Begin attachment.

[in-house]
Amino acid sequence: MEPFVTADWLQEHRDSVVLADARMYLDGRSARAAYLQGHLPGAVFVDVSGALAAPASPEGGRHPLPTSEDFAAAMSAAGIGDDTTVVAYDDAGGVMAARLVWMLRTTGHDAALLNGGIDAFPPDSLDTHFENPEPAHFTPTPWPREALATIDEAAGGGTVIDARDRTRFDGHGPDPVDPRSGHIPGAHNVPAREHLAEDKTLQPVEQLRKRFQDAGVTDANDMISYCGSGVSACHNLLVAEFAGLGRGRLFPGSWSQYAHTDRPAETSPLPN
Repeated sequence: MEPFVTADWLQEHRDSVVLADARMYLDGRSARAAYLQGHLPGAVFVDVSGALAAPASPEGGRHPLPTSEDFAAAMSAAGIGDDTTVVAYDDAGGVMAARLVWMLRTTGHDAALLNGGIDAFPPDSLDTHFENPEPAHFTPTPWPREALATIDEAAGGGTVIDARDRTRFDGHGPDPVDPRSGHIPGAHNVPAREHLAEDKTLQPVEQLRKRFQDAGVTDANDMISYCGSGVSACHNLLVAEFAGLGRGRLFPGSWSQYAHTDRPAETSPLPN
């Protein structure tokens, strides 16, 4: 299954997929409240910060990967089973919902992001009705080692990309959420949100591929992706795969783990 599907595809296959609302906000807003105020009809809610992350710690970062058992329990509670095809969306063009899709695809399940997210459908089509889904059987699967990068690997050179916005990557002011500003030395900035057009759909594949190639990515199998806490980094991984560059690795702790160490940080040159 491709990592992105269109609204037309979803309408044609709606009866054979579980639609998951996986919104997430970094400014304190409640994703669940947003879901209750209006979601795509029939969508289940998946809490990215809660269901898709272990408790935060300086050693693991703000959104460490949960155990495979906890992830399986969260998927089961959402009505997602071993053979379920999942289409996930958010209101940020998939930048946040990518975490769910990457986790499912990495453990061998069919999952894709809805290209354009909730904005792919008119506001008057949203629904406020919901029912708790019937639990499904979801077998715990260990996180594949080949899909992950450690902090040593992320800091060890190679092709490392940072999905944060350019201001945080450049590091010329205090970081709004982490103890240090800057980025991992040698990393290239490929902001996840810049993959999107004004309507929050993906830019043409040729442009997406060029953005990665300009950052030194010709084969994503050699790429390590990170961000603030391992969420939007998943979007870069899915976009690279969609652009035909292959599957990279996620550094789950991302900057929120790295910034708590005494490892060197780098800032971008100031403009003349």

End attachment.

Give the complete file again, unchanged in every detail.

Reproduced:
[in-house]
Amino acid sequence: MEPFVTADWLQEHRDSVVLADARMYLDGRSARAAYLQGHLPGAVFVDVSGALAAPASPEGGRHPLPTSEDFAAAMSAAGIGDDTTVVAYDDAGGVMAARLVWMLRTTGHDAALLNGGIDAFPPDSLDTHFENPEPAHFTPTPWPREALATIDEAAGGGTVIDARDRTRFDGHGPDPVDPRSGHIPGAHNVPAREHLAEDKTLQPVEQLRKRFQDAGVTDANDMISYCGSGVSACHNLLVAEFAGLGRGRLFPGSWSQYAHTDRPAETSPLPN
Repeated sequence: MEPFVTADWLQEHRDSVVLADARMYLDGRSARAAYLQGHLPGAVFVDVSGALAAPASPEGGRHPLPTSEDFAAAMSAAGIGDDTTVVAYDDAGGVMAARLVWMLRTTGHDAALLNGGIDAFPPDSLDTHFENPEPAHFTPTPWPREALATIDEAAGGGTVIDARDRTRFDGHGPDPVDPRSGHIPGAHNVPAREHLAEDKTLQPVEQLRKRFQDAGVTDANDMISYCGSGVSACHNLLVAEFAGLGRGRLFPGSWSQYAHTDRPAETSPLPN
């Protein structure tokens, strides 16, 4: 299954997929409240910060990967089973919902992001009705080692990309959420949100591929992706795969783990 599907595809296959609302906000807003105020009809809610992350710690970062058992329990509670095809969306063009899709695809399940997210459908089509889904059987699967990068690997050179916005990557002011500003030395900035057009759909594949190639990515199998806490980094991984560059690795702790160490940080040159 491709990592992105269109609204037309979803309408044609709606009866054979579980639609998951996986919104997430970094400014304190409640994703669940947003879901209750209006979601795509029939969508289940998946809490990215809660269901898709272990408790935060300086050693693991703000959104460490949960155990495979906890992830399986969260998927089961959402009505997602071993053979379920999942289409996930958010209101940020998939930048946040990518975490769910990457986790499912990495453990061998069919999952894709809805290209354009909730904005792919008119506001008057949203629904406020919901029912708790019937639990499904979801077998715990260990996180594949080949899909992950450690902090040593992320800091060890190679092709490392940072999905944060350019201001945080450049590091010329205090970081709004982490103890240090800057980025991992040698990393290239490929902001996840810049993959999107004004309507929050993906830019043409040729442009997406060029953005990665300009950052030194010709084969994503050699790429390590990170961000603030391992969420939007998943979007870069899915976009690279969609652009035909292959599957990279996620550094789950991302900057929120790295910034708590005494490892060197780098800032971008100031403009003349």